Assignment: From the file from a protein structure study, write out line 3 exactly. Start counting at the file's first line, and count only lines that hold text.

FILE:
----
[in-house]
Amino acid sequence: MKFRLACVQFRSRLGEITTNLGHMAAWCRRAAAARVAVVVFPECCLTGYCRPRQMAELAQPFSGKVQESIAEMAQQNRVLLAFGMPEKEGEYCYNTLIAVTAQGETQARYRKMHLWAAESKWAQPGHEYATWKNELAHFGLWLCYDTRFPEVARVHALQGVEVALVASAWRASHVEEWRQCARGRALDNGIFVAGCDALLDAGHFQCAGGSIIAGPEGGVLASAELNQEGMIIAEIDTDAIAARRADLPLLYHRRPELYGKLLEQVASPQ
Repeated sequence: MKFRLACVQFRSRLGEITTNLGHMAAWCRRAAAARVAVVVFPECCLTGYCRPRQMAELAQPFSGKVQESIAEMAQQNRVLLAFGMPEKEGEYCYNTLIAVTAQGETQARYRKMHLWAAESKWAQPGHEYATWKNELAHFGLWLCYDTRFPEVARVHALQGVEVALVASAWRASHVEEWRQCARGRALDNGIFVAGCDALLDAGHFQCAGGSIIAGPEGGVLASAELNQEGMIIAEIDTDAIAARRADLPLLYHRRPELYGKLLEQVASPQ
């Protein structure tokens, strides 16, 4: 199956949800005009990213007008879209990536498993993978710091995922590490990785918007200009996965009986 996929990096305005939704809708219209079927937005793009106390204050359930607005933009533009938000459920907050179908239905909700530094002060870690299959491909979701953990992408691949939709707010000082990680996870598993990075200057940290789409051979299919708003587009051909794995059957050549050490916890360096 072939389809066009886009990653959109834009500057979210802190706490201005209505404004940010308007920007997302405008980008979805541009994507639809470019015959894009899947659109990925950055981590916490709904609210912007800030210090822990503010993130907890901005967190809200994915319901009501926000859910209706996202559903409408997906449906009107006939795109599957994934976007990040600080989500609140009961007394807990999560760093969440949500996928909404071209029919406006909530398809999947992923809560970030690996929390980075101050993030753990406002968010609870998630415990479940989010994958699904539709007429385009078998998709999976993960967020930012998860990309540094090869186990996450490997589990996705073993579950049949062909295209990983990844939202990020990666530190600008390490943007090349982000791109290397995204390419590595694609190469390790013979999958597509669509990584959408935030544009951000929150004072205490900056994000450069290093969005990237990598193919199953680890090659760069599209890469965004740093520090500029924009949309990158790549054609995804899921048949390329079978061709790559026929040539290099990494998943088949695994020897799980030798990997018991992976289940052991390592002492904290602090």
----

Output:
Repeated sequence: MKFRLACVQFRSRLGEITTNLGHMAAWCRRAAAARVAVVVFPECCLTGYCRPRQMAELAQPFSGKVQESIAEMAQQNRVLLAFGMPEKEGEYCYNTLIAVTAQGETQARYRKMHLWAAESKWAQPGHEYATWKNELAHFGLWLCYDTRFPEVARVHALQGVEVALVASAWRASHVEEWRQCARGRALDNGIFVAGCDALLDAGHFQCAGGSIIAGPEGGVLASAELNQEGMIIAEIDTDAIAARRADLPLLYHRRPELYGKLLEQVASPQ